BRADFORD actor Peter Firth reprises his role as MI5 chief Harry Pearce in a big-screen version of spy drama Spooks.

With many major characters killed off during the ten series of BBC1's Spooks, Pearce, head of the counter terrorism department at MI5, was fortunate to still be standing by the end.

Now Peter Firth, 61, stars in new film Spooks: The Greater Good, alongside Game of Thrones heart-throb Kit Harington.

Born in Bradford, Mr Firth was a child actor in the 1970s, starring in TV shows such as Here Come the Double Deckers. As a teenager he starred in a National Theatre production of Equus, in London and on Broadway

He has appeared in TV dramas such as Rome, American drama Law and Order and the 2011 re-make of South Riding, filmed in Bradford, and his films include Letter to Brezhnev, The Hunt for Red October and Roman Polanski's Tess.

Mr Firth thinks the danger element of Spooks, with nobody being safe, played a key part in the success of the Bafta-winning series.

"It had never been done in television. Nobody had ever had the idea of establishing heroes, then killing them off on a regular basis," he said.

"When we did in the second episode with Lisa Faulkner, plunging her head into a deep-fat fryer, the reaction was so extraordinary, it became clear this was a powerful dramatic tool. For the viewers it meant all bets were off. If you had an investment in a character and they were in trouble - they were really in trouble. That led to people being fascinated by the show."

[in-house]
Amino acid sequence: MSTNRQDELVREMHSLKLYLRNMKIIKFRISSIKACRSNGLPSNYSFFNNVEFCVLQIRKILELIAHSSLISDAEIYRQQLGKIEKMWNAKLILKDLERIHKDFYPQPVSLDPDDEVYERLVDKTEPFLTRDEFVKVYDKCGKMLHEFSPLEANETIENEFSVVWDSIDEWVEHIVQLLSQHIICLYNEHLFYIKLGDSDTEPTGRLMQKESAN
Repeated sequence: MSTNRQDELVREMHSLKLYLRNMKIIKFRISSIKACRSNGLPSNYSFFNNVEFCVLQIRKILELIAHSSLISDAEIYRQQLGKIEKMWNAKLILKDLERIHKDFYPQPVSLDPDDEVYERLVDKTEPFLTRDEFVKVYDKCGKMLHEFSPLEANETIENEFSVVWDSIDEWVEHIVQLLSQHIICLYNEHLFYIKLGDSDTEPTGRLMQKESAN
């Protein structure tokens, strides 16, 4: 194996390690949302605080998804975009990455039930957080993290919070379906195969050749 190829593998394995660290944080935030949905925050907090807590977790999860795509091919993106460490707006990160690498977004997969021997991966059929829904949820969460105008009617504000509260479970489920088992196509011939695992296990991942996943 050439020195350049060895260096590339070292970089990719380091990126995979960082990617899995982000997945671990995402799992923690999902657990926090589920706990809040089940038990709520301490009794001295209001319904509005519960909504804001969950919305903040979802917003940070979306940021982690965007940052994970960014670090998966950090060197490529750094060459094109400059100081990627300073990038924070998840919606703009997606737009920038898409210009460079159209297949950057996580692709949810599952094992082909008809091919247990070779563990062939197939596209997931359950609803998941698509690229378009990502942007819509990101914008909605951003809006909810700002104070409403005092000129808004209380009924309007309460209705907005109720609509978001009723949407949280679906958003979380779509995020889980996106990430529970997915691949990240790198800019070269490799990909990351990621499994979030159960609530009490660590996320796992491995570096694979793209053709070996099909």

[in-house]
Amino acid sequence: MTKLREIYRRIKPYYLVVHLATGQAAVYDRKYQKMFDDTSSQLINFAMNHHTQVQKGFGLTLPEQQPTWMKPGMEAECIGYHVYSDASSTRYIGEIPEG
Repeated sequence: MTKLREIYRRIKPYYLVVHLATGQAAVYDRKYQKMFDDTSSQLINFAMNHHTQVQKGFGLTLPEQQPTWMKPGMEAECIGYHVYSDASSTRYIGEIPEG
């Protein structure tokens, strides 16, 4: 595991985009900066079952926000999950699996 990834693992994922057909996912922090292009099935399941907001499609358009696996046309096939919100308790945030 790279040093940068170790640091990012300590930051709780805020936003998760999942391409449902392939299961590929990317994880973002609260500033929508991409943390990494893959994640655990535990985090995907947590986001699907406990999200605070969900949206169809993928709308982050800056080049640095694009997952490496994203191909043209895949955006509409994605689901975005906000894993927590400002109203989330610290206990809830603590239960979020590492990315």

The drama came to an explosive end in 2011, with Harry still in charge of the team, dubbed 'The Grid'. Mr Firth said the film was a "natural progression".

"The scale of the series was much bigger than normal TV drama, it always had aspirations to make it to the big screen. We took the DNA of the TV show and just put it in a bigger frame, with better, more exotic locations, more fabulous stars," he said.

Fans can expect explosions and heart-in-your-mouth chases, but no over-the-top CGI effects. Mr Firth describes it as "believable, but still cinematic and sexy".

"Filming on location in London, we didn't have any control over the streets so we'd hide cameras on rooftops and in windows and I'd be hooked up with sound, which looked like part of the spy equipment anyway.

"We'd film in busy streets, with people completely unaware we were doing that. It's a great way to work, quite exciting."

* Spooks: The Greater Good is released in cinemas tomorrow.